Lawrence is a rich kid with a bad accent and a large debt. After his father refuses to help him out, Lawrence escapes his angry debtors by jumping on a Peace Corp flight to Southeast Asia, ... See full summary »
Jack Chester, an overworked air traffic controller, takes his family on vacation to the beach. Things immediately start to go wrong for the Chesters, and steadily get worse. Jack ends up in... See full summary »
Harry Crumb is a bumbling and inept private investigator who is hired to solve the kidnapping of a young heiress which he's not expected to solve because his employer is the mastermind behind the kidnapping.
Lawrence is a rich kid with a bad accent and a large debt. After his father refuses to help him out, Lawrence escapes his angry debtors by jumping on a Peace Corp flight to Southeast Asia, where is assigned to build a bridge for the local villagers with American-As-Apple-Pie WSU Grad Tom Tuttle and the beautiful and down-to earth Beth Wexler. What they don't realize is that the bridge is coveted by the U.S. Army, a local Communist force, and a powerful drug lord. Together with the help of At Toon, the only English speaking native, they must fight off the three opposing forces and find out what is right for the villagers, as well as themselves. Written by
Michael Silva <firstname.lastname@example.org>
The world's supposedly "longest suspension bridge" in the movie was more than 228 meters (250 yards) long. See more »
In the scene in the bar when Beth asks for a Coke, Lawrence pulls a couple of then-current era - 1985 - Coca Cola bottles out of the cooler. The 1985 Coke bottle had a slimmer, straighter shape than the era-correct (1962), green wasp-waist Coke bottle, with a red block logo with "Coca Cola" in white script. See more »
Tom Hanks' character has firstname "Lawrence". Hanks saves the village. As film fades to black for credits, a large group of "volunteers" gather around Hanks. Just as black for start of credits shows, chants of "Lawrence, Lawrence, Lawrence..." are heard. Absolutely a tribute to scene of O'Toole as Lawrence of Arabia marching across traintop to chants of "Lawrence, Lawrence, Lawrence..." See more »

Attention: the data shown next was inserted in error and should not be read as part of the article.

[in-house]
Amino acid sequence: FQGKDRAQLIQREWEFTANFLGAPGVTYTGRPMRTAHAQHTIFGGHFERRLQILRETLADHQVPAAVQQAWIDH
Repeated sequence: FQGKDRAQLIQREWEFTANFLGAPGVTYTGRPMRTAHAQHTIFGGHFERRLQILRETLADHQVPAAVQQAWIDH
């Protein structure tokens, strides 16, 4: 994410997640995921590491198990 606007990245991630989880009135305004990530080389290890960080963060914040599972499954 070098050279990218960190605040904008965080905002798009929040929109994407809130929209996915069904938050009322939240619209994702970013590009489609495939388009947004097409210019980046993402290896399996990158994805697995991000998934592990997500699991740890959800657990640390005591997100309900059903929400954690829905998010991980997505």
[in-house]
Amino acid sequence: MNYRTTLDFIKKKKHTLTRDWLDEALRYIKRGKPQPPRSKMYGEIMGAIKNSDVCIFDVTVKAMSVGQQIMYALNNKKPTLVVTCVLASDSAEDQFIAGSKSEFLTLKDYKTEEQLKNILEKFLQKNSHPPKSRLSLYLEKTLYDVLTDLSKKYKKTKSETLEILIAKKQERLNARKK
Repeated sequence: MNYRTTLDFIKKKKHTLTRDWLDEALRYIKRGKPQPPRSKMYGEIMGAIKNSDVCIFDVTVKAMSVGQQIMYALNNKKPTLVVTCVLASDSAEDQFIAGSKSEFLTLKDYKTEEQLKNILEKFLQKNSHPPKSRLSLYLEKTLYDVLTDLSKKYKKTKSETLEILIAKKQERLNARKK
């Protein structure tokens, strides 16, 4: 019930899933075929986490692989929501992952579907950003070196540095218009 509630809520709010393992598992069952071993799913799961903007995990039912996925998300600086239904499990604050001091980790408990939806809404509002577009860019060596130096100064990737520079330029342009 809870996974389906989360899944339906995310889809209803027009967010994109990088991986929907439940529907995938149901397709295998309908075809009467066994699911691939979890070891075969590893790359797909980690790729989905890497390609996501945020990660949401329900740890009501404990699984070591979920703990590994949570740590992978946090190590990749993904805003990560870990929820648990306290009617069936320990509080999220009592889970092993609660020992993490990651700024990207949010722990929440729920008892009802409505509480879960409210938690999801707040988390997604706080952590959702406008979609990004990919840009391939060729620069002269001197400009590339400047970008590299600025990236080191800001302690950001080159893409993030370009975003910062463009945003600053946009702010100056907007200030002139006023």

Three cheers for Volunteers, a vastly underrated film
Lawrence Bourne III (Tom Hanks) is a blueblood, snooty Harvard senior. However, he has a taste for women and gambling, racking up an enormous debt to the local mobsters. Lawrence, ever a macho man, decides to go "double or nothing" on a national basketball game that will be played during his graduation ceremony. Lawrence loses and the mob sends the usual henchman for his hide. Appealing to his equally snobby father (George Plimpton) for a loan gets him nowhere. His only recourse is to ask his erstwhile roommate to switch identities with him, with Lawrence hopping a plane to Thailand as part of the Peace Corps and escaping the mob. It works, although Lawrence has to fork over his porsche to seal the deal. Once on the plane, however, Lawrence has second thoughts. Everyone is singing inspirational songs and looking forward to bringing cheer and good works to the Thai people. As he gets off the plane, Lawrence literally goes down on his knees and begs the leader to send him back. But, its no, no, no. However, things look up when a good-looking fellow Corpswoman, Beth (Rita Wilson) is assigned to the same village, along with gung-ho engineer, Tom Tuttle of Tacoma (John Candy). However, Beth won't give him the time of day and Tom is a royal pain. What will become of Lawrence, anyways, whose attitude is "its not that I can't help these people, I don't want to!" But, wait, how about establishing a card game or two, for money, with the locals? Things are looking up! This is a funny, funny film that is a winner every time. Hanks and Candy are very humorous while Plimpton is a scream in a brief role as the can't-be-bothered-with-details father. Wilson is touching as the woman who truly wants to help others and is torn by her attraction to a man who is a dirtbag. Gedde Watanabe is also fun as a native lad and the other Oriental cast members do a great job as well. The setting in Thailand is lovely, naturally, and the recreation of the early sixties in fashion and other properties is quite good. In fact, the opening montage of sixties photos, set to "Blue Moon" is very inspiring. In short, if you are stuck with an evening of drabness, get this film by whatever means necessary. You will issue "three cheers" for a flick that will never fail to provide some genuine laughs and nostalgia.
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